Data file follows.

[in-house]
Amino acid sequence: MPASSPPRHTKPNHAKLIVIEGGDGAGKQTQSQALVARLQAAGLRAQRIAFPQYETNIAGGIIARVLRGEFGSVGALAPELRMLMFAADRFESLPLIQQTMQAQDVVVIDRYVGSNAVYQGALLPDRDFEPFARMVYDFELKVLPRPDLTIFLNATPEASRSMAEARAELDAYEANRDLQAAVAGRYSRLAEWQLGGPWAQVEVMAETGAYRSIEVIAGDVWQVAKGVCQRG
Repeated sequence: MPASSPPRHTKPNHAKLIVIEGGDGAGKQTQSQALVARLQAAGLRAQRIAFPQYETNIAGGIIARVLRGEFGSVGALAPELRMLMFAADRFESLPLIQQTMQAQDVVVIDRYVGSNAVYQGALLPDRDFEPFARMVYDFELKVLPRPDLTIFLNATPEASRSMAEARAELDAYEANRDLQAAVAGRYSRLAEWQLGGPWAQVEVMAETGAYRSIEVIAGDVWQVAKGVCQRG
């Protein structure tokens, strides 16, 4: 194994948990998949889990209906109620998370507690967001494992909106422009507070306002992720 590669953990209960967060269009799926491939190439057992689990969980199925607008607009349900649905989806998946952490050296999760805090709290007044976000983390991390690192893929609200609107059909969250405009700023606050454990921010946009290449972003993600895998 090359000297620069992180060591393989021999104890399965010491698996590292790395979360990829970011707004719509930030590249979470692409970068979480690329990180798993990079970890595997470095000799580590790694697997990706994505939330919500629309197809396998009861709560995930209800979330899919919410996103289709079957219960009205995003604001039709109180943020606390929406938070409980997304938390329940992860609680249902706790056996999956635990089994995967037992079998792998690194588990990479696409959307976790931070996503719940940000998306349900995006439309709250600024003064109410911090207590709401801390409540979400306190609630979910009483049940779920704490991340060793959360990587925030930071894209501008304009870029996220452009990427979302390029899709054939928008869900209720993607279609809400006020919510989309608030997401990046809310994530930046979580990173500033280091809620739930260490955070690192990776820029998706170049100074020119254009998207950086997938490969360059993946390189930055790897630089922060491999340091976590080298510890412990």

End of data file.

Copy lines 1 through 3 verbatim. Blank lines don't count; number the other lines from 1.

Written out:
[in-house]
Amino acid sequence: MPASSPPRHTKPNHAKLIVIEGGDGAGKQTQSQALVARLQAAGLRAQRIAFPQYETNIAGGIIARVLRGEFGSVGALAPELRMLMFAADRFESLPLIQQTMQAQDVVVIDRYVGSNAVYQGALLPDRDFEPFARMVYDFELKVLPRPDLTIFLNATPEASRSMAEARAELDAYEANRDLQAAVAGRYSRLAEWQLGGPWAQVEVMAETGAYRSIEVIAGDVWQVAKGVCQRG
Repeated sequence: MPASSPPRHTKPNHAKLIVIEGGDGAGKQTQSQALVARLQAAGLRAQRIAFPQYETNIAGGIIARVLRGEFGSVGALAPELRMLMFAADRFESLPLIQQTMQAQDVVVIDRYVGSNAVYQGALLPDRDFEPFARMVYDFELKVLPRPDLTIFLNATPEASRSMAEARAELDAYEANRDLQAAVAGRYSRLAEWQLGGPWAQVEVMAETGAYRSIEVIAGDVWQVAKGVCQRG